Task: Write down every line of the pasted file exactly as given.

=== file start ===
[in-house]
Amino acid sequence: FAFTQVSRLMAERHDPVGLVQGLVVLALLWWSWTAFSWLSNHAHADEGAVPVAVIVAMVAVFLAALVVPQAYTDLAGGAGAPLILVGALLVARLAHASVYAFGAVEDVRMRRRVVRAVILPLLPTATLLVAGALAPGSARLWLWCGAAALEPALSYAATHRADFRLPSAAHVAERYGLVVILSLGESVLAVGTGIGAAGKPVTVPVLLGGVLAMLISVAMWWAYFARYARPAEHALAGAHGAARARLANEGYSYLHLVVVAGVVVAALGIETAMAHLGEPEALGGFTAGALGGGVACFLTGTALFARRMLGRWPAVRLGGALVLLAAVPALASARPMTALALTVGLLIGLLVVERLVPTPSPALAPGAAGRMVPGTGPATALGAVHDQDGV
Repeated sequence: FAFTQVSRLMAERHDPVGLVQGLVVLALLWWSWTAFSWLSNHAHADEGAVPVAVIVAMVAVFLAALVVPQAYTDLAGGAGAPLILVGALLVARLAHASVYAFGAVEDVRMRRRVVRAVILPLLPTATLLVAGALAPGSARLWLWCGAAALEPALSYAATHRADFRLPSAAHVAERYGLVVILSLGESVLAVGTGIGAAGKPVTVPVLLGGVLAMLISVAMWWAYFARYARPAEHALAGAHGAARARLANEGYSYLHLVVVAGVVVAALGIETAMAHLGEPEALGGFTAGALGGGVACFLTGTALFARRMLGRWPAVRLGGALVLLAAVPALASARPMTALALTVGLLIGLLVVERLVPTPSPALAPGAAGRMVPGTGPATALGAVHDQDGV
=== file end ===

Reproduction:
[in-house]
Amino acid sequence: FAFTQVSRLMAERHDPVGLVQGLVVLALLWWSWTAFSWLSNHAHADEGAVPVAVIVAMVAVFLAALVVPQAYTDLAGGAGAPLILVGALLVARLAHASVYAFGAVEDVRMRRRVVRAVILPLLPTATLLVAGALAPGSARLWLWCGAAALEPALSYAATHRADFRLPSAAHVAERYGLVVILSLGESVLAVGTGIGAAGKPVTVPVLLGGVLAMLISVAMWWAYFARYARPAEHALAGAHGAARARLANEGYSYLHLVVVAGVVVAALGIETAMAHLGEPEALGGFTAGALGGGVACFLTGTALFARRMLGRWPAVRLGGALVLLAAVPALASARPMTALALTVGLLIGLLVVERLVPTPSPALAPGAAGRMVPGTGPATALGAVHDQDGV
Repeated sequence: FAFTQVSRLMAERHDPVGLVQGLVVLALLWWSWTAFSWLSNHAHADEGAVPVAVIVAMVAVFLAALVVPQAYTDLAGGAGAPLILVGALLVARLAHASVYAFGAVEDVRMRRRVVRAVILPLLPTATLLVAGALAPGSARLWLWCGAAALEPALSYAATHRADFRLPSAAHVAERYGLVVILSLGESVLAVGTGIGAAGKPVTVPVLLGGVLAMLISVAMWWAYFARYARPAEHALAGAHGAARARLANEGYSYLHLVVVAGVVVAALGIETAMAHLGEPEALGGFTAGALGGGVACFLTGTALFARRMLGRWPAVRLGGALVLLAAVPALASARPMTALALTVGLLIGLLVVERLVPTPSPALAPGAAGRMVPGTGPATALGAVHDQDGV